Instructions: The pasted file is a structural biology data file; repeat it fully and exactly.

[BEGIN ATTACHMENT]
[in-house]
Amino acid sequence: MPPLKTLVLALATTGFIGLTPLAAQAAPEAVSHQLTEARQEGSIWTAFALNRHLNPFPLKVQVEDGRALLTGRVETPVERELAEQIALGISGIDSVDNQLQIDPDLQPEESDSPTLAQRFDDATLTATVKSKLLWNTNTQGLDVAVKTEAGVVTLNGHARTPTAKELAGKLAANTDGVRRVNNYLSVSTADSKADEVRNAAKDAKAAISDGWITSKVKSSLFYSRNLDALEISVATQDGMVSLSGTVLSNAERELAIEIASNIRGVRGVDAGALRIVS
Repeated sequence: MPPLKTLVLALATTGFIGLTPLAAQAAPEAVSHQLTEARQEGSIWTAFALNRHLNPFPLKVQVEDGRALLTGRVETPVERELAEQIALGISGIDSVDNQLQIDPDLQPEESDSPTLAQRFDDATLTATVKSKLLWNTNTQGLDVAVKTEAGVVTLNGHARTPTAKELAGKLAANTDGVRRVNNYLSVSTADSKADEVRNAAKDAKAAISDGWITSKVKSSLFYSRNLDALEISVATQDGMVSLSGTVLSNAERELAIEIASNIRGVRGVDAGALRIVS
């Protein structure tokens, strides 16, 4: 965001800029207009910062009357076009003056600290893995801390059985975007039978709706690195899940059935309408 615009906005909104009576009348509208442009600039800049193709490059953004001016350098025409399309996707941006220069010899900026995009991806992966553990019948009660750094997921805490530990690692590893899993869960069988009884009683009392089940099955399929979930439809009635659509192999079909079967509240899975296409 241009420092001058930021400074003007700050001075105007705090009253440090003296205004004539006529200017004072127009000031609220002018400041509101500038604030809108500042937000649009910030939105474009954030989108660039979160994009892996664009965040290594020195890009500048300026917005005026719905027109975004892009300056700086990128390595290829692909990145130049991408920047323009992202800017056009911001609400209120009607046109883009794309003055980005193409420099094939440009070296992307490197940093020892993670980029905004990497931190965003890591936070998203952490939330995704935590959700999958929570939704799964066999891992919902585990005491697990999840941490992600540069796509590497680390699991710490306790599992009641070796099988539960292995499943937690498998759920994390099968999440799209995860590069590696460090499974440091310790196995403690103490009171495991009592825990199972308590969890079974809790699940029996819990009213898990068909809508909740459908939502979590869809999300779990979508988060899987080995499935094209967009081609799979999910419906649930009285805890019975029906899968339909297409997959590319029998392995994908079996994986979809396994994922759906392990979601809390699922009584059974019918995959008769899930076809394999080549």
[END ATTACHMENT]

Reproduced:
[in-house]
Amino acid sequence: MPPLKTLVLALATTGFIGLTPLAAQAAPEAVSHQLTEARQEGSIWTAFALNRHLNPFPLKVQVEDGRALLTGRVETPVERELAEQIALGISGIDSVDNQLQIDPDLQPEESDSPTLAQRFDDATLTATVKSKLLWNTNTQGLDVAVKTEAGVVTLNGHARTPTAKELAGKLAANTDGVRRVNNYLSVSTADSKADEVRNAAKDAKAAISDGWITSKVKSSLFYSRNLDALEISVATQDGMVSLSGTVLSNAERELAIEIASNIRGVRGVDAGALRIVS
Repeated sequence: MPPLKTLVLALATTGFIGLTPLAAQAAPEAVSHQLTEARQEGSIWTAFALNRHLNPFPLKVQVEDGRALLTGRVETPVERELAEQIALGISGIDSVDNQLQIDPDLQPEESDSPTLAQRFDDATLTATVKSKLLWNTNTQGLDVAVKTEAGVVTLNGHARTPTAKELAGKLAANTDGVRRVNNYLSVSTADSKADEVRNAAKDAKAAISDGWITSKVKSSLFYSRNLDALEISVATQDGMVSLSGTVLSNAERELAIEIASNIRGVRGVDAGALRIVS
């Protein structure tokens, strides 16, 4: 965001800029207009910062009357076009003056600290893995801390059985975007039978709706690195899940059935309408 615009906005909104009576009348509208442009600039800049193709490059953004001016350098025409399309996707941006220069010899900026995009991806992966553990019948009660750094997921805490530990690692590893899993869960069988009884009683009392089940099955399929979930439809009635659509192999079909079967509240899975296409 241009420092001058930021400074003007700050001075105007705090009253440090003296205004004539006529200017004072127009000031609220002018400041509101500038604030809108500042937000649009910030939105474009954030989108660039979160994009892996664009965040290594020195890009500048300026917005005026719905027109975004892009300056700086990128390595290829692909990145130049991408920047323009992202800017056009911001609400209120009607046109883009794309003055980005193409420099094939440009070296992307490197940093020892993670980029905004990497931190965003890591936070998203952490939330995704935590959700999958929570939704799964066999891992919902585990005491697990999840941490992600540069796509590497680390699991710490306790599992009641070796099988539960292995499943937690498998759920994390099968999440799209995860590069590696460090499974440091310790196995403690103490009171495991009592825990199972308590969890079974809790699940029996819990009213898990068909809508909740459908939502979590869809999300779990979508988060899987080995499935094209967009081609799979999910419906649930009285805890019975029906899968339909297409997959590319029998392995994908079996994986979809396994994922759906392990979601809390699922009584059974019918995959008769899930076809394999080549």